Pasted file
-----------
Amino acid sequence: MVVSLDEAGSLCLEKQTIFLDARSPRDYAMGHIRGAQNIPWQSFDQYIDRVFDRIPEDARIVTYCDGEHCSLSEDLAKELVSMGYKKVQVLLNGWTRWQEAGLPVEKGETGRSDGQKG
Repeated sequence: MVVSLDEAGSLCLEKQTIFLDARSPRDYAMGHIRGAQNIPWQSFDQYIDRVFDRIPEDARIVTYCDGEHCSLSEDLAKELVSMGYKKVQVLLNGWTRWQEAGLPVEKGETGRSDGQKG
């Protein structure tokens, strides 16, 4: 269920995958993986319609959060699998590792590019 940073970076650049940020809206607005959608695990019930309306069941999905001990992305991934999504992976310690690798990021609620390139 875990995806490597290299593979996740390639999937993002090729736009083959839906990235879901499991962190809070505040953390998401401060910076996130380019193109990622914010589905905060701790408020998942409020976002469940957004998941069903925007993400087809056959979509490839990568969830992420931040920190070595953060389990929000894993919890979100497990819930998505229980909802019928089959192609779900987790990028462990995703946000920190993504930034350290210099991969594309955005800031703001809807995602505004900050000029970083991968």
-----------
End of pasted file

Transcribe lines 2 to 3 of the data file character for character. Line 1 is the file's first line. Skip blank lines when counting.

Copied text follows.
Repeated sequence: MVVSLDEAGSLCLEKQTIFLDARSPRDYAMGHIRGAQNIPWQSFDQYIDRVFDRIPEDARIVTYCDGEHCSLSEDLAKELVSMGYKKVQVLLNGWTRWQEAGLPVEKGETGRSDGQKG
């Protein structure tokens, strides 16, 4: 269920995958993986319609959060699998590792590019 940073970076650049940020809206607005959608695990019930309306069941999905001990992305991934999504992976310690690798990021609620390139 875990995806490597290299593979996740390639999937993002090729736009083959839906990235879901499991962190809070505040953390998401401060910076996130380019193109990622914010589905905060701790408020998942409020976002469940957004998941069903925007993400087809056959979509490839990568969830992420931040920190070595953060389990929000894993919890979100497990819930998505229980909802019928089959192609779900987790990028462990995703946000920190993504930034350290210099991969594309955005800031703001809807995602505004900050000029970083991968």